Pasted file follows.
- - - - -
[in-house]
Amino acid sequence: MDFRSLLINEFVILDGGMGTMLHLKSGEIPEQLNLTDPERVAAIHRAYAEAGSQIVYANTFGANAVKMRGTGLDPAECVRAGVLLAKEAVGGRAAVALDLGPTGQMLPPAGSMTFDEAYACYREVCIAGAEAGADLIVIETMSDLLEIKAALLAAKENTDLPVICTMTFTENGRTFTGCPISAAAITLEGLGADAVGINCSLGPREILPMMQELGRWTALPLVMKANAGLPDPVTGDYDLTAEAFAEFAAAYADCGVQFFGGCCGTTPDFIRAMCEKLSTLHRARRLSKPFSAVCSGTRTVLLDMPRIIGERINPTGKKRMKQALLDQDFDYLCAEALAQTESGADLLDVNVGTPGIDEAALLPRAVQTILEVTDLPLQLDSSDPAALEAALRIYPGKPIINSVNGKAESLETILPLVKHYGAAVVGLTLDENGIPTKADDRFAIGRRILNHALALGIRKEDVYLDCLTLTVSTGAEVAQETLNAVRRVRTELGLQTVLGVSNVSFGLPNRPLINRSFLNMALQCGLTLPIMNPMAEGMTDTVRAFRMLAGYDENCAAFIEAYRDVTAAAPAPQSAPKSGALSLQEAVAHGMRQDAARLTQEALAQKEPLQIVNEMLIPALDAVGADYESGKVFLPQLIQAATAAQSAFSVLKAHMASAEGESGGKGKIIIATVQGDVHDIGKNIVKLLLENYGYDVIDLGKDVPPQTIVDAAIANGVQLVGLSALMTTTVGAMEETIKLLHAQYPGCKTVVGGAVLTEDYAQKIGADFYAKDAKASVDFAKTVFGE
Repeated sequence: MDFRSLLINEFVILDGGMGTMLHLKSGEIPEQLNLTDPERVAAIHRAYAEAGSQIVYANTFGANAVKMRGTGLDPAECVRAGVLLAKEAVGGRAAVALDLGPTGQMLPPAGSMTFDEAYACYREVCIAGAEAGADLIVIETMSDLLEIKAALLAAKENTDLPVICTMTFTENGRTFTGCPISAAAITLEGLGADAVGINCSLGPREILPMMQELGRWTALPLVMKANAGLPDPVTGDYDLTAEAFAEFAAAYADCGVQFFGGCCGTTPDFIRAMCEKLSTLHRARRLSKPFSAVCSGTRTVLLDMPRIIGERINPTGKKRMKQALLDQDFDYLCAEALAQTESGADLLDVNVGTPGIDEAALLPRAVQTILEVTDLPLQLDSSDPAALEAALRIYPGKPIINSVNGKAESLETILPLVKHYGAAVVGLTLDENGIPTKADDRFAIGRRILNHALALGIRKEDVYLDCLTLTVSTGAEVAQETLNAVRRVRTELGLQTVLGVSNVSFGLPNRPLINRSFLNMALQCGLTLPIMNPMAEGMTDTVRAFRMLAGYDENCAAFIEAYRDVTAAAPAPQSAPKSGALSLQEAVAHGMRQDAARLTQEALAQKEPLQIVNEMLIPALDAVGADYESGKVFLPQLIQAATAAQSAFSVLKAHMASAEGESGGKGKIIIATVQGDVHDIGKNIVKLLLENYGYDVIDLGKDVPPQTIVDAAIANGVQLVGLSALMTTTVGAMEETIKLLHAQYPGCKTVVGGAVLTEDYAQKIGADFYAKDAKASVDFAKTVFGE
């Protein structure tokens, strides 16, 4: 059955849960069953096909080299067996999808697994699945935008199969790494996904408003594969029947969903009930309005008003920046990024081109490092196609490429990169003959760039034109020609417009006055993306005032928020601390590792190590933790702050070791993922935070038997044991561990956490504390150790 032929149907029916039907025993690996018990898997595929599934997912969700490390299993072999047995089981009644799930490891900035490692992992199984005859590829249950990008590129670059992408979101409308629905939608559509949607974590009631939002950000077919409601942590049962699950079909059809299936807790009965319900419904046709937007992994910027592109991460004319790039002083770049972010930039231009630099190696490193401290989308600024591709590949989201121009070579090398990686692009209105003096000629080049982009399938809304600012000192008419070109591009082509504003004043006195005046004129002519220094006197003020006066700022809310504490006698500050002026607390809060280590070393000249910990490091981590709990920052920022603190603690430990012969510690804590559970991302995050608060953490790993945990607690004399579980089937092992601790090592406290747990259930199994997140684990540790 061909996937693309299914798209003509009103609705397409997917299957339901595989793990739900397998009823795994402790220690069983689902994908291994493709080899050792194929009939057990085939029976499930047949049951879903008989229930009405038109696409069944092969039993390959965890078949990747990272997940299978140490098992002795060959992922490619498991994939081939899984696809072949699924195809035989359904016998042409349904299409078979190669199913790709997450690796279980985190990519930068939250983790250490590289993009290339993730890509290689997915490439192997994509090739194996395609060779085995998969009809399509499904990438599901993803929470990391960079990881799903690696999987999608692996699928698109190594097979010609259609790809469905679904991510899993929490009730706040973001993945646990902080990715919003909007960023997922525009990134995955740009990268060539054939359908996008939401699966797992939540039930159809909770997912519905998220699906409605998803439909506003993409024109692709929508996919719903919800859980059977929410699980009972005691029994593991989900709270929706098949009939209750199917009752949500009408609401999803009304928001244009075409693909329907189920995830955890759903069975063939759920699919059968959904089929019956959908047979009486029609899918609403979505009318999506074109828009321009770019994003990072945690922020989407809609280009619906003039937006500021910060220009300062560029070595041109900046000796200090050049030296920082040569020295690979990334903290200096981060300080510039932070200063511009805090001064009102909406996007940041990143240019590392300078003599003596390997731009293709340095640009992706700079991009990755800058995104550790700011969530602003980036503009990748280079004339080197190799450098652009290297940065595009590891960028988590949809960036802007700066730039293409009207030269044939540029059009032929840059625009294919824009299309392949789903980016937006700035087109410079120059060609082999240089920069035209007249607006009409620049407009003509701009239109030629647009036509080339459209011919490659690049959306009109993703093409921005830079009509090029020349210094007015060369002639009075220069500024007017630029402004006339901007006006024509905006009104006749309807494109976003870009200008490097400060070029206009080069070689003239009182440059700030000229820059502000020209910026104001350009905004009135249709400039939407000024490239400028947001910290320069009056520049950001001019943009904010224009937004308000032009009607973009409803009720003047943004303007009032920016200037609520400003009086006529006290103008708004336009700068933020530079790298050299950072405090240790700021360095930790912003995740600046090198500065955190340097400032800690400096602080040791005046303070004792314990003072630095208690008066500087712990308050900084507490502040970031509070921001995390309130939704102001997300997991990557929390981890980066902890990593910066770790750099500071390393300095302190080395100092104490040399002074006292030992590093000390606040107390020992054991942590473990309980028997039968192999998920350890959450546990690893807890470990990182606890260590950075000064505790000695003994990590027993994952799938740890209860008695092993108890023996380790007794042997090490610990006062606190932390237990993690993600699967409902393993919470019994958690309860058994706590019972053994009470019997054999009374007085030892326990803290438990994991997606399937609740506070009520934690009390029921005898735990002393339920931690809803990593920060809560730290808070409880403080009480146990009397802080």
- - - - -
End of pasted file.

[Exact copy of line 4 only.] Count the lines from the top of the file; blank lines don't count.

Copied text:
């Protein structure tokens, strides 16, 4: 059955849960069953096909080299067996999808697994699945935008199969790494996904408003594969029947969903009930309005008003920046990024081109490092196609490429990169003959760039034109020609417009006055993306005032928020601390590792190590933790702050070791993922935070038997044991561990956490504390150790 032929149907029916039907025993690996018990898997595929599934997912969700490390299993072999047995089981009644799930490891900035490692992992199984005859590829249950990008590129670059992408979101409308629905939608559509949607974590009631939002950000077919409601942590049962699950079909059809299936807790009965319900419904046709937007992994910027592109991460004319790039002083770049972010930039231009630099190696490193401290989308600024591709590949989201121009070579090398990686692009209105003096000629080049982009399938809304600012000192008419070109591009082509504003004043006195005046004129002519220094006197003020006066700022809310504490006698500050002026607390809060280590070393000249910990490091981590709990920052920022603190603690430990012969510690804590559970991302995050608060953490790993945990607690004399579980089937092992601790090592406290747990259930199994997140684990540790 061909996937693309299914798209003509009103609705397409997917299957339901595989793990739900397998009823795994402790220690069983689902994908291994493709080899050792194929009939057990085939029976499930047949049951879903008989229930009405038109696409069944092969039993390959965890078949990747990272997940299978140490098992002795060959992922490619498991994939081939899984696809072949699924195809035989359904016998042409349904299409078979190669199913790709997450690796279980985190990519930068939250983790250490590289993009290339993730890509290689997915490439192997994509090739194996395609060779085995998969009809399509499904990438599901993803929470990391960079990881799903690696999987999608692996699928698109190594097979010609259609790809469905679904991510899993929490009730706040973001993945646990902080990715919003909007960023997922525009990134995955740009990268060539054939359908996008939401699966797992939540039930159809909770997912519905998220699906409605998803439909506003993409024109692709929508996919719903919800859980059977929410699980009972005691029994593991989900709270929706098949009939209750199917009752949500009408609401999803009304928001244009075409693909329907189920995830955890759903069975063939759920699919059968959904089929019956959908047979009486029609899918609403979505009318999506074109828009321009770019994003990072945690922020989407809609280009619906003039937006500021910060220009300062560029070595041109900046000796200090050049030296920082040569020295690979990334903290200096981060300080510039932070200063511009805090001064009102909406996007940041990143240019590392300078003599003596390997731009293709340095640009992706700079991009990755800058995104550790700011969530602003980036503009990748280079004339080197190799450098652009290297940065595009590891960028988590949809960036802007700066730039293409009207030269044939540029059009032929840059625009294919824009299309392949789903980016937006700035087109410079120059060609082999240089920069035209007249607006009409620049407009003509701009239109030629647009036509080339459209011919490659690049959306009109993703093409921005830079009509090029020349210094007015060369002639009075220069500024007017630029402004006339901007006006024509905006009104006749309807494109976003870009200008490097400060070029206009080069070689003239009182440059700030000229820059502000020209910026104001350009905004009135249709400039939407000024490239400028947001910290320069009056520049950001001019943009904010224009937004308000032009009607973009409803009720003047943004303007009032920016200037609520400003009086006529006290103008708004336009700068933020530079790298050299950072405090240790700021360095930790912003995740600046090198500065955190340097400032800690400096602080040791005046303070004792314990003072630095208690008066500087712990308050900084507490502040970031509070921001995390309130939704102001997300997991990557929390981890980066902890990593910066770790750099500071390393300095302190080395100092104490040399002074006292030992590093000390606040107390020992054991942590473990309980028997039968192999998920350890959450546990690893807890470990990182606890260590950075000064505790000695003994990590027993994952799938740890209860008695092993108890023996380790007794042997090490610990006062606190932390237990993690993600699967409902393993919470019994958690309860058994706590019972053994009470019997054999009374007085030892326990803290438990994991997606399937609740506070009520934690009390029921005898735990002393339920931690809803990593920060809560730290808070409880403080009480146990009397802080």